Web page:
Building Captive Companies and Branch Offices

Nov 06, 1995

We finally received notice a few weeks ago that Zweig White & Associates was selected for the Inc. 500, a list of the fastest-growing privately held firms in the U.S. It’s something we are certainly proud of, particularly in light of the fact that we started the company with an initial investment of $1000, and neither Fred White nor I ever invested any more capital in the firm (beyond forgone personal income and retained earnings, of course!) While we still have a long way to go to fully realize our potential as an organization, I thought I’d share with our readers some elements of our formula. These are elements that can be incorporated into the operational philosophy and plan for captive firms or for any new satellite office that an A/E/P or environmental firm may be operating or considering. And no, it doesn’t “have to take three or five years before an office (or new business line) can be profitable.” If start-ups operated with that expectation, they would never get off the ground. Here are my thoughts: Keep fixed overhead down. This is the downfall of more start-ups and branch offices than anything else. People seem to think they need to start out with 3,000 square feet of office space on a 7-year lease, so the firm can “plan for growth.” Corporate supports these excess expenditures because they don’t want to appear as if they aren’t supportive of the manager. But personally, I’d rather “plan for disaster,” with a 500 square-foot office and no lease. That makes it easier to get to breakeven fast (and go beyond it), and to get out if things work like you hope they will. Outspend the competition on marketing. Lack of marketing has killed many new ventures, for sure. If you want to get the revenue stream flowing, you have to spend money on marketing. You need to take work away from firms that are already in business. Decide who you are trying to sell to. Build a database. And hit everyone on the list about 18 times a year through every means you can think of. It works. Automate everything. You cannot afford a full-time secretary, file clerk, data entry person, and marketing coordinator. That means you need to computerize everything you can. Get macros for letters, memos, and reports,. Have on-line time sheets and on-line marketing information. Use e-mail. Have standard specs and SOPs available to everyone who needs them. Automate so you can avoid hiring non-billable support staff. It saves money and makes it easier to get to breakeven. Outsource whatever you can. Use computer consultants on contract for your network. Get a part-timer to come in and do your bills one day a week. Use corporate staff for everything that you can. You may even be able to use the switchboard operator in another office to answer your phone if you look into it. You have to keep fixed costs down so you can get to breakeven. Keep salaries down. It is especially critical for any kind of start-up venture to keep salaries low enough that it makes it very probable that you can make money. Put the difference into a very structured incentive compensation plan that makes it possible for the office manager and staff to do a lot better if they are profitable. Pick a focus and stay with it. Don’t let the office pursue every job or client that moves. The idea is to start building some expertise or specialty focus as soon as possible so you can have a competitive advantage other than being the low cost provider of services. This is the only way a new venture can differentiate itself over other established local firms, which will have local political connections and could be perceived as a less risky choice for a client. Don’t sell your time cheap. Why is it that most start-ups, whether they’re firms or offices, act as if their entire focus is to get busy, even if it means taking on lousy work that they can’t possible make money on? Lack of confidence in their plan, I’d wager. Personally, I’d rather charge a good price for what I do and make money when I work. Then, when I’m not billable, I have time to plan and market my business. This is a much better formula than just “gettin’ busy.” Pursue long-term client agreements. Thank goodness we had some loyal clients who very early on signed us up for long-term agreements. But you know what? It would not have happened unless we asked. Don’t wait for your clients to bring the idea to you— especially for a start-up venture. Go to the clients and sell them on the benefits of a longer-term contractual relationship. There are many benefits for both sides. Manage the cash flow carefully. This is so critical, whether it’s an all-new firm or a new office. Cash flow is more important than profits when it comes to surviving in the short term. This means that you have to get bills out immediately, collect your money fast, ask for retainers, and stall off expenses. Very simple and necessary. Yet too often, captive firms or satellite offices don’t seem to worry about cash. That’s somebody else’s problem (corporate treasury or finance). The result is that the office depends on the mother ship too much, loses credibility with top corporate management fast, and virtually ensures that it won’t get the resources it needs later on to build. Keep billable time up, and non-billable time down. So simple, but so important. Maybe it’s not essential that the office manager fly home to the main office every month. Perhaps you don’t need a full-time marketing coordinator in the office, at least not now. Maybe there isn’t enough work for a full-time technician, and resources will need to come from outside or from elsewhere in the company, even though it’s not as efficient as you would like. The goal is to keep billable time up and non-billable time down so the office has a fighting chance at survival. Start treating your captive firms and new offices like undercapitalized start-ups, and you know what? They’ll be successful a lot faster! Originally published 11/06/1995.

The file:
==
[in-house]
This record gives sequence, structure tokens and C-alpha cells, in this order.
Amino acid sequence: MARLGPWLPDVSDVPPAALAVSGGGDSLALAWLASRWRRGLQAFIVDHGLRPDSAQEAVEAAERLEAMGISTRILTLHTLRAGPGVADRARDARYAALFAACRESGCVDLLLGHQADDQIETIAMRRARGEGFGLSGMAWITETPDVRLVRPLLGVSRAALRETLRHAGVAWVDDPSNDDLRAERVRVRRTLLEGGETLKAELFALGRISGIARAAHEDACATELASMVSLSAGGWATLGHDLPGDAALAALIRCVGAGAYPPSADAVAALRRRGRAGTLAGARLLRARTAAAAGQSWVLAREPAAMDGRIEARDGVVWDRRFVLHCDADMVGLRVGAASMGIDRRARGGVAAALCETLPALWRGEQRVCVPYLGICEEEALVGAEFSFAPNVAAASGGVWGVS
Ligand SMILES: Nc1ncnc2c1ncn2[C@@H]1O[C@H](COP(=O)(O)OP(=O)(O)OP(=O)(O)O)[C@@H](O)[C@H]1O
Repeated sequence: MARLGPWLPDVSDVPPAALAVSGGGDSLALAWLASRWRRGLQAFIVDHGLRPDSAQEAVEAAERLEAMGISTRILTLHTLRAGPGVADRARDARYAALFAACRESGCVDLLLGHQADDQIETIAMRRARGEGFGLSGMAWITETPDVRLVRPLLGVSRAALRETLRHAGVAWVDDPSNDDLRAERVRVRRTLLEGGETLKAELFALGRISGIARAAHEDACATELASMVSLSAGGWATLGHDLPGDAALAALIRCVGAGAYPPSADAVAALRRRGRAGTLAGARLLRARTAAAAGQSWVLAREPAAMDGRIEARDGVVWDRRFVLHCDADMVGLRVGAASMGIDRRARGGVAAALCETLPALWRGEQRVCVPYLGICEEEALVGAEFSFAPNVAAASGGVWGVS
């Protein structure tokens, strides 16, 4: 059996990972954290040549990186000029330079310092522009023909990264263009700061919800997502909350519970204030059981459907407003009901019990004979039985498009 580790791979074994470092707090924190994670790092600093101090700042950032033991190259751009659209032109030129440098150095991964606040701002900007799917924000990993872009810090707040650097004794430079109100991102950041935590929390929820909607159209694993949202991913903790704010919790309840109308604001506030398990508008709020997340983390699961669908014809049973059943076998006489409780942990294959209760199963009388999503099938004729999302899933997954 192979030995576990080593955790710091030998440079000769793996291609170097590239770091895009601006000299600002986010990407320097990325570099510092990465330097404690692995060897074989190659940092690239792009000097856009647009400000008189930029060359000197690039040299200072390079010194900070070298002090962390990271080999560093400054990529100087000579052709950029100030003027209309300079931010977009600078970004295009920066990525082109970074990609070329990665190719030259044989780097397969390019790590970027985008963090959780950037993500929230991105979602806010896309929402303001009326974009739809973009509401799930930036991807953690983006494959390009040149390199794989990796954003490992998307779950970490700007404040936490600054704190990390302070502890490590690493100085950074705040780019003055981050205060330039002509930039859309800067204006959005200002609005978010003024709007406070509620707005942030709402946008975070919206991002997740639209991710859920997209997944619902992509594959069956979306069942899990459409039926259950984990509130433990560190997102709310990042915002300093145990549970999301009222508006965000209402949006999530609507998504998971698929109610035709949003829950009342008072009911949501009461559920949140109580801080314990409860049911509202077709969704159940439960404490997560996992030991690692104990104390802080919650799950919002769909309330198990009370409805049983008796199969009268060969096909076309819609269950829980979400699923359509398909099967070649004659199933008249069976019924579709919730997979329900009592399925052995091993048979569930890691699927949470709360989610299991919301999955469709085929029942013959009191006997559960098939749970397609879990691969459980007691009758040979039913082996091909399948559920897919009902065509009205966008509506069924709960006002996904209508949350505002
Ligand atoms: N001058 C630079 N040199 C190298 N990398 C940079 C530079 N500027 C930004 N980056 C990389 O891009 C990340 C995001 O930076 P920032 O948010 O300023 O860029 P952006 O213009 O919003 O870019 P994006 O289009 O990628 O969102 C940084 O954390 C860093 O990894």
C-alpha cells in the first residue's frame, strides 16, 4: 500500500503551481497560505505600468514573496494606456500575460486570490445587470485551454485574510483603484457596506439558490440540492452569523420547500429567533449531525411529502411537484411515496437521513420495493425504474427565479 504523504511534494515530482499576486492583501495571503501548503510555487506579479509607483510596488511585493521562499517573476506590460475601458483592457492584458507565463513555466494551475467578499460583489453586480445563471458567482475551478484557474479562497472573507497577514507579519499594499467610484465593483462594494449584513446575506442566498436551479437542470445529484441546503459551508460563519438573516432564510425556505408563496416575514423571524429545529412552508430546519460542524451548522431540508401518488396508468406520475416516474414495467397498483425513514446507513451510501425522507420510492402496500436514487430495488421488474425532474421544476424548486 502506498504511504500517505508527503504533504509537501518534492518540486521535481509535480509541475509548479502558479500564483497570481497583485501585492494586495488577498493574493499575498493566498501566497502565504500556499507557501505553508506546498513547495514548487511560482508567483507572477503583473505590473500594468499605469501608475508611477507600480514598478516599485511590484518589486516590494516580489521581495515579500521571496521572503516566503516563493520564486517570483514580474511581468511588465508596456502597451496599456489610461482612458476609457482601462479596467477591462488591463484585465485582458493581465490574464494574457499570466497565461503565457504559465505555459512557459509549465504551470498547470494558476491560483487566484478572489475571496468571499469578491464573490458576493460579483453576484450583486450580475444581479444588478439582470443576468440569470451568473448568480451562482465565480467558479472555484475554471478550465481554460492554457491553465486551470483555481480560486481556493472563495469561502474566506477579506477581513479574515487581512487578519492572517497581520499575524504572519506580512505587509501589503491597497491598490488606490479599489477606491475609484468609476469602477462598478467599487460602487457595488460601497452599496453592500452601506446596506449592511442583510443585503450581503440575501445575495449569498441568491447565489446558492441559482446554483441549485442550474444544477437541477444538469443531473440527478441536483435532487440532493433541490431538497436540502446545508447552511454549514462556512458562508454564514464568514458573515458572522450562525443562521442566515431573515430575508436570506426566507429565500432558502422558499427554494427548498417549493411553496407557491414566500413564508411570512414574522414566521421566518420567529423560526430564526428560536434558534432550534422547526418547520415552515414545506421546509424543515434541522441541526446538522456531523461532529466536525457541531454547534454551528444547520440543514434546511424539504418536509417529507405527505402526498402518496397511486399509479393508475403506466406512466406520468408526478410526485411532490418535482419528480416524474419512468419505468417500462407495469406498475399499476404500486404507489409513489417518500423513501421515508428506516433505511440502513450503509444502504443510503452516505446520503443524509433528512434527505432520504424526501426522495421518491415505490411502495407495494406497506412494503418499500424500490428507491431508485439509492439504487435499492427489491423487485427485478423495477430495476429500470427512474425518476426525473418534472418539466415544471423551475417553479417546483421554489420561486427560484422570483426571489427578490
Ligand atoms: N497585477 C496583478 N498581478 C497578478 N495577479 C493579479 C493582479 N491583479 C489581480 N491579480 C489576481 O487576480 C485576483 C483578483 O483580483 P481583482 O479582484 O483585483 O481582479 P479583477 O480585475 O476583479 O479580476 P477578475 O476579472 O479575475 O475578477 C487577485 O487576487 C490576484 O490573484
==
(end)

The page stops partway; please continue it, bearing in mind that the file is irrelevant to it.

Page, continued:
About Zweig Group

Zweig Group, three times on the Inc. 500/5000 list, is the industry leader and premiere authority in AEC firm management and marketing, the go-to source for data and research, and the leading provider of customized learning and training. Zweig Group exists to help AEC firms succeed in a complicated and challenging marketplace through services that include: Mergers & Acquisitions, Strategic Planning, Valuation, Executive Search, Board of Director Services, Ownership Transition, Marketing & Branding, and Business Development Training. The firm has offices in Dallas and Fayetteville, Arkansas.